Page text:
Some 90% of Irish placenames derived from the original Irish language. Although the language has changed considerably in the last 1500 years, anyone who is literate in Irish can write down and identify local placenames.
For at least the first one hundred and fifty years after Ireland was first surveyed and mapped, the men that copied down Irish place-names were not literate in Irish. They tackled Irish placenames in a variety of ways.
They ignored the original Irish placename and gave it a new one – this was particularly common where plantations took place. King’s county replaced Uibh Failghe – now Offaly. Queen’s county replaced Laoighis, now Laois.
Surveyors translated the name from the Irish to the English to try and preserve the original (often descriptive) meaning. Doire an Ghlastoir on the border of Tipperary and Offaly became Gloster Wood, whilst Caislean an Ridire in Wicklow became Knight’s Castle.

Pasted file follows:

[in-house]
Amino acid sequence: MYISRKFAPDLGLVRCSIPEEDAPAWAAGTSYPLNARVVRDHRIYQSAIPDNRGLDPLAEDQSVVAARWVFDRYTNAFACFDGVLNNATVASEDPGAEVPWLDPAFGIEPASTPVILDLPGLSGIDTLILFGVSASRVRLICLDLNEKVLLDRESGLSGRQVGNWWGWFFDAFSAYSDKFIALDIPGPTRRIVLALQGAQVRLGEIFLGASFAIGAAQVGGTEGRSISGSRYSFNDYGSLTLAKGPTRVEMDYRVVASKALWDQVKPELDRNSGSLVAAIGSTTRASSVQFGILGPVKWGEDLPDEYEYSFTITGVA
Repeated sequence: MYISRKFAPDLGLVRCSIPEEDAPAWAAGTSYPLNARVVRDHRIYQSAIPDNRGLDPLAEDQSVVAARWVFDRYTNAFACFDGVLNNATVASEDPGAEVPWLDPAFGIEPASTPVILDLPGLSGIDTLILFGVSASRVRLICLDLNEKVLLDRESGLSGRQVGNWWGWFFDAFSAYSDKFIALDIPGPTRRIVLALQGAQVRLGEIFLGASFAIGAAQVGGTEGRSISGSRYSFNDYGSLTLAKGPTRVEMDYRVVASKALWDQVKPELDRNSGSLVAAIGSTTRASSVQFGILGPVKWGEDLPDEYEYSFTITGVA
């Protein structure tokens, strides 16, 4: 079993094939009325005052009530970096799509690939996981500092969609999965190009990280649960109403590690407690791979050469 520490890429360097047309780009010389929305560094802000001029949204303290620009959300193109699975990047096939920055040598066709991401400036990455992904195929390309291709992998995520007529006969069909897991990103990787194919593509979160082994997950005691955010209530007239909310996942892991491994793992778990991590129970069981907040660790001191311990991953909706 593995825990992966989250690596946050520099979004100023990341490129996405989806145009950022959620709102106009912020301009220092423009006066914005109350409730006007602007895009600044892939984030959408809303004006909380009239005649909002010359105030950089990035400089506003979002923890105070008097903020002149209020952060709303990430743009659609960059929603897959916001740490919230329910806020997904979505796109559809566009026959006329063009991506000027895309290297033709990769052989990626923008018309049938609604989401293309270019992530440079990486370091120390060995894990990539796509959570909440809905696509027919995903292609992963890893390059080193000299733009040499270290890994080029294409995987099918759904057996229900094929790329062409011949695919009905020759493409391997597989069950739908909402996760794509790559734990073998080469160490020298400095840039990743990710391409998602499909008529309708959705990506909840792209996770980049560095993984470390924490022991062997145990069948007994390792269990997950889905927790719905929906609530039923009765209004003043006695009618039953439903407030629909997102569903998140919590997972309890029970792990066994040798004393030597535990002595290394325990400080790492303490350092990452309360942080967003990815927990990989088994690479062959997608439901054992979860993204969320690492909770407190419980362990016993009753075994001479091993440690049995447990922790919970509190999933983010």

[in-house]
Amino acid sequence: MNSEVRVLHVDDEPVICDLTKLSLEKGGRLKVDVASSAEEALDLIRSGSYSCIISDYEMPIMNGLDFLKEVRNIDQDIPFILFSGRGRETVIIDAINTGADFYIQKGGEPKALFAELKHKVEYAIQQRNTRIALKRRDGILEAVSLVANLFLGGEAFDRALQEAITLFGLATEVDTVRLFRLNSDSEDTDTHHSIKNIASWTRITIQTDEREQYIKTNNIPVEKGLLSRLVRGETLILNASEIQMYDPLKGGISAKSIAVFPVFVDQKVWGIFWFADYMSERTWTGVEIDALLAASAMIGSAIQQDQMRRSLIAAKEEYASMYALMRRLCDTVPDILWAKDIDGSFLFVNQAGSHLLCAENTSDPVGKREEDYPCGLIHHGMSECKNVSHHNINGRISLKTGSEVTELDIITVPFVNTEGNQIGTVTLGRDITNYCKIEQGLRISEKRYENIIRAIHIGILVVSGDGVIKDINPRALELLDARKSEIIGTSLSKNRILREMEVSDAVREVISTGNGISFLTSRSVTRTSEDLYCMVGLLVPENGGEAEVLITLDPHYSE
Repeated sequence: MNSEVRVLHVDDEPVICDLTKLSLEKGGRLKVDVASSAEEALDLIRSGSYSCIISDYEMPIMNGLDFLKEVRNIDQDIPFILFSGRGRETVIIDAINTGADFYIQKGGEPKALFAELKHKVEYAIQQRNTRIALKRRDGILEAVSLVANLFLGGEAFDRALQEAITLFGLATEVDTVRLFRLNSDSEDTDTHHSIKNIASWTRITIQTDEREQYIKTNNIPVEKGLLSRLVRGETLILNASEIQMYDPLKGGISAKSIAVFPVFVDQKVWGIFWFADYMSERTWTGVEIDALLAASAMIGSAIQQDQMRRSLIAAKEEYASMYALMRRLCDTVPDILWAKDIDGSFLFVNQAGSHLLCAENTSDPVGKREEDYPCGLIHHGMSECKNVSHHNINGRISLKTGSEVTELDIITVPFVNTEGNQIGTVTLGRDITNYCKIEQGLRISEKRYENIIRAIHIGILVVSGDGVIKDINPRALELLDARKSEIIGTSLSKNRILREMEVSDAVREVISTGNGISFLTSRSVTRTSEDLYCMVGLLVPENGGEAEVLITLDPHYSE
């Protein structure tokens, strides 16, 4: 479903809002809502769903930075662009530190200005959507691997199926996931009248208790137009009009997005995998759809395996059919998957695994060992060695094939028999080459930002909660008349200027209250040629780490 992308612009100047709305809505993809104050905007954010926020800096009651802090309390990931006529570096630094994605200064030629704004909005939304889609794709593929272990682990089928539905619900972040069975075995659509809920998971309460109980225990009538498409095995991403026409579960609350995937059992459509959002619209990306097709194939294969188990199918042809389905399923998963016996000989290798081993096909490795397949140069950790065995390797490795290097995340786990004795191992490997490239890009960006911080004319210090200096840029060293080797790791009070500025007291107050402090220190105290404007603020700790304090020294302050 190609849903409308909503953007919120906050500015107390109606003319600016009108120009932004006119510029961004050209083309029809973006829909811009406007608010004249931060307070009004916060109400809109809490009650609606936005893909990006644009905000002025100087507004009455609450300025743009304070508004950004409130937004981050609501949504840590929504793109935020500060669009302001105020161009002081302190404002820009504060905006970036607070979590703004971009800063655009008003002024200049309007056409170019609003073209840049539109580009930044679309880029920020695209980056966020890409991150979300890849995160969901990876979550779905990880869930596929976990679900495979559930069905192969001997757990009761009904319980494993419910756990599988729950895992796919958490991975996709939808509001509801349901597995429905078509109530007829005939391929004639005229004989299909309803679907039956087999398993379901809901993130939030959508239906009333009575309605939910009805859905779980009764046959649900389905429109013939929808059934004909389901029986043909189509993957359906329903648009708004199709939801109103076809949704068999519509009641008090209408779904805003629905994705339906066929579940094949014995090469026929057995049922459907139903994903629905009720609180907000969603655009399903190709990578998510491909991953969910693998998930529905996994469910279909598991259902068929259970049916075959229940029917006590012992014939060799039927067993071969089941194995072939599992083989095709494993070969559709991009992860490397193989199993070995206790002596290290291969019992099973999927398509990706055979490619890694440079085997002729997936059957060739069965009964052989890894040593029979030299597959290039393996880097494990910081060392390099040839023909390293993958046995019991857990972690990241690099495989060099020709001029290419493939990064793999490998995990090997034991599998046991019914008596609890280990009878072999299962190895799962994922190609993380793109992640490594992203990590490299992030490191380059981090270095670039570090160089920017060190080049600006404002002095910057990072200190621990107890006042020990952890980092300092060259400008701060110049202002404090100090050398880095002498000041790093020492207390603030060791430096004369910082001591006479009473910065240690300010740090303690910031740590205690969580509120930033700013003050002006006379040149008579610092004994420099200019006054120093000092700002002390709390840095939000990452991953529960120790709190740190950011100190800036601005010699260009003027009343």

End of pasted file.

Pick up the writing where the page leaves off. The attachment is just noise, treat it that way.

Surveyors ‘murdered’ the name by trying to transcribe in phonetically with no knowledge of the phonetic alphabet of the Irish language. So An Aill in north county Dublin became ‘the Naul’, whilst An Uaimh became Navan.
The handy www.logainm.ie website is an absolute god-send to genealogists and family historians and it can take the leg-work out of identifying a placename.
Early surveyors may have garbled Irish placenames, but they left us a wonderful legacy in accurately measuring the boundaries of townlands, civil parishes and baronies in Ireland. From 1824 surveyors in the Ordnance Survey worked from measurements taken in the Down Survey (1654-56). Using over 2700 tracings tracings their main purpose was to confirm the exact location of townland boundaries, as established 168 years earlier! The result was to create a strong continuity in property boundaries from the 1600s to the 21st Century.